Editorial: School uniforms — Now there’s an idea

Posted 10/18/19

Students in Westport, Mass., were asked recently whether they like the idea of school uniforms.

The answer from 82 percent— a resounding No Thank You!

No surprise there, nor was it …

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Editorial: School uniforms — Now there’s an idea

Posted

Students in Westport, Mass., were asked recently whether they like the idea of school uniforms.

The answer from 82 percent— a resounding No Thank You!

No surprise there, nor was it startling that parents were more evenly divided.

But the timeless appeal of button-down and plaid ought not be so easily dismissed. It may be stretching things just a bit to suggest that there’s little wrong with our schools these days that a few bolts of khaki couldn’t cure.

If half the battle is getting young people to concentrate on the task at hand, then there are few greater distractions than clothes. Students lavish scant resources on clothes, they agonize before school that they’ve nothing to wear, and they worry in class that their look, their brand, is all wrong.

But clothes are a means of individual expression, goes the argument. Uniforms offer only mindless conformity.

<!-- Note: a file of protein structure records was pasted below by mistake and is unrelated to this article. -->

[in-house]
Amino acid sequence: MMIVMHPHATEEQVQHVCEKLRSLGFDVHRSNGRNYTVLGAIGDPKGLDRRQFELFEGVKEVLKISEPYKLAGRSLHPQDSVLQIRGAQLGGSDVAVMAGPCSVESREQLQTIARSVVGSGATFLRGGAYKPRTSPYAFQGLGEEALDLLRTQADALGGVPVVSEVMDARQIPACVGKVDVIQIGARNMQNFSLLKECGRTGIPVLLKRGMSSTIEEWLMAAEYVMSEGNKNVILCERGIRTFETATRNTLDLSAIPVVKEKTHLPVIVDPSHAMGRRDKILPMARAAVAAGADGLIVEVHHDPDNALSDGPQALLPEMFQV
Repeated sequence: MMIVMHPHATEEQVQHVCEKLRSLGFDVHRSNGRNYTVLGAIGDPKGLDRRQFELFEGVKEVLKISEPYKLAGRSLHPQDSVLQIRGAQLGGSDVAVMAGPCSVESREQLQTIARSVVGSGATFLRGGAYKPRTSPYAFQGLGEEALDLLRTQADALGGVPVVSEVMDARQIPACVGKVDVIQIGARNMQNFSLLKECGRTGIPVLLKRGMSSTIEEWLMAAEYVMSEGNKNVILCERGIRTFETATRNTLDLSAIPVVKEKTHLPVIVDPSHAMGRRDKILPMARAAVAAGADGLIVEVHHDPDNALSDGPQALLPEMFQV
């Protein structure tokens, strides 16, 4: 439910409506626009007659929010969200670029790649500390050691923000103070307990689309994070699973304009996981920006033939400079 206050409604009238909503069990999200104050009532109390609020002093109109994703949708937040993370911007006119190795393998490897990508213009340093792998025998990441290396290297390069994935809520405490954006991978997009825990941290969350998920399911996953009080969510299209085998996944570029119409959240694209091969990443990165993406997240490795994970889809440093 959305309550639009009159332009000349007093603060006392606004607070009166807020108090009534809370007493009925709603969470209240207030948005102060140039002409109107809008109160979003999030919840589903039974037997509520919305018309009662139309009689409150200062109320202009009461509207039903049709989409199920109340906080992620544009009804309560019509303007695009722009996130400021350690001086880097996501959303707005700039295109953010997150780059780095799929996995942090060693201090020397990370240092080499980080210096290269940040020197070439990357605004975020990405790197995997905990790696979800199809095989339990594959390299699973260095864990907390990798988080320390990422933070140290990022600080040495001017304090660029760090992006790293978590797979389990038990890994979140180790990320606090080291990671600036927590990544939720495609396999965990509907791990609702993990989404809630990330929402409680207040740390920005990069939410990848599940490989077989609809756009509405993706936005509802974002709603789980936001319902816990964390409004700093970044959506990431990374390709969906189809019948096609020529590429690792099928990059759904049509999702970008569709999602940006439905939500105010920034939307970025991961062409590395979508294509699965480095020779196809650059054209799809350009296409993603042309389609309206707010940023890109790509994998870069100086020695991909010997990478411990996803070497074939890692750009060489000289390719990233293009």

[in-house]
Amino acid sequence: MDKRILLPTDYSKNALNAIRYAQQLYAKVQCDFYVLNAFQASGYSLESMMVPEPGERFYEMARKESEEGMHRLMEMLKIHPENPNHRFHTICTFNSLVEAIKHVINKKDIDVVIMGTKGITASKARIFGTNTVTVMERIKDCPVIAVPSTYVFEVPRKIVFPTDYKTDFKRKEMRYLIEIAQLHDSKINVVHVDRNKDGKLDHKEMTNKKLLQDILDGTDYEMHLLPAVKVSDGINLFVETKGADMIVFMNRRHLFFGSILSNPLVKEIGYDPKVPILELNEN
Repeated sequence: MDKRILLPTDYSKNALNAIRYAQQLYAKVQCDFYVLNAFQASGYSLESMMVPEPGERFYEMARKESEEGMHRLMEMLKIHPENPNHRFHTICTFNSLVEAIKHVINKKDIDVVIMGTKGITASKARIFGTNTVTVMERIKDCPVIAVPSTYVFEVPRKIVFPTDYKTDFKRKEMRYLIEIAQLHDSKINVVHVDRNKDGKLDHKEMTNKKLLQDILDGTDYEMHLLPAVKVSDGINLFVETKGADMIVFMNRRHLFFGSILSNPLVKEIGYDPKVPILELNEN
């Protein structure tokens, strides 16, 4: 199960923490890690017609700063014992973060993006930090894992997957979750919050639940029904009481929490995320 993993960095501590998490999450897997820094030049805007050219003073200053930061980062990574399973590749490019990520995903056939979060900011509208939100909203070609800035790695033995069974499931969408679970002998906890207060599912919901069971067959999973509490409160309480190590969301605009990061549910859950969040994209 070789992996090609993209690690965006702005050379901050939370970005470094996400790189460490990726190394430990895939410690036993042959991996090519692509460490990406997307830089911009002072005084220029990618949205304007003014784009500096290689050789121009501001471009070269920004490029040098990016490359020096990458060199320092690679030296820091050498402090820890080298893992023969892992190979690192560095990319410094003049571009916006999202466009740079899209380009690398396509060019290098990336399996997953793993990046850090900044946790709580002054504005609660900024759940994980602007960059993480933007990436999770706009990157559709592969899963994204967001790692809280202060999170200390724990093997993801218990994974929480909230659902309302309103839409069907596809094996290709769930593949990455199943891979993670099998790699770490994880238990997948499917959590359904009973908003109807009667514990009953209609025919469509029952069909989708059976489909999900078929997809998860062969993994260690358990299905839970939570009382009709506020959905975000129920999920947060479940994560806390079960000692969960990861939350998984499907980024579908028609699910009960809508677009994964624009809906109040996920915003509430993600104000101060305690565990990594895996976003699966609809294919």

On the contrary, uniforms enable the real individual to shine through.

With uniforms, everyone sets off to school on equal footing. Rich or poor, fashion savvy or clueless, all greet the day able to focus on something beyond clothes.

Forced to look beyond the cloth, students might find real individuals concealed beneath. Rather than judge classmates by T-shirt logo or sneaker brand, they might find themselves considering the characters within. What does this person have to say, what is she good at, what bothers him, what makes her laugh?

Clothes offer clues of the most superficial sort but, since first impressions linger, these are the ones that stick. Uniforms require a closer look before passing judgement by students and teachers alike.

Anyone who doubts the extent to which clothes dominate school life needs only look back at what has happened in some local schools over the years.

In Bristol, students carpeted the hallways with shredded student handbooks when administrators had the temerity to ban long overcoats and hats in class. Some students were disciplined and, predictably, some parents voiced indignation that anyone might tell their children what not to wear.

And in Portsmouth, students stormed out of school after being told they could no longer wear ball caps in the hallways. It was the only cause deemed worthy of full-scale protest that year.

By itself, a change of clothes won’t cure sagging test scores. But if uniforms can relieve young people of one daily source of high anxiety, one colossal distraction, they may just be worth a try.

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Mike Rego

Mike Rego has worked at East Bay Newspapers since 2001, helping the company launch The Westport Shorelines. He soon after became a Sports Editor, spending the next 10-plus years in that role before taking over as editor of The East Providence Post in February of 2012. To contact Mike about The Post or to submit information, suggest story ideas or photo opportunities, etc. in East Providence, email mrego@eastbaymediagroup.com.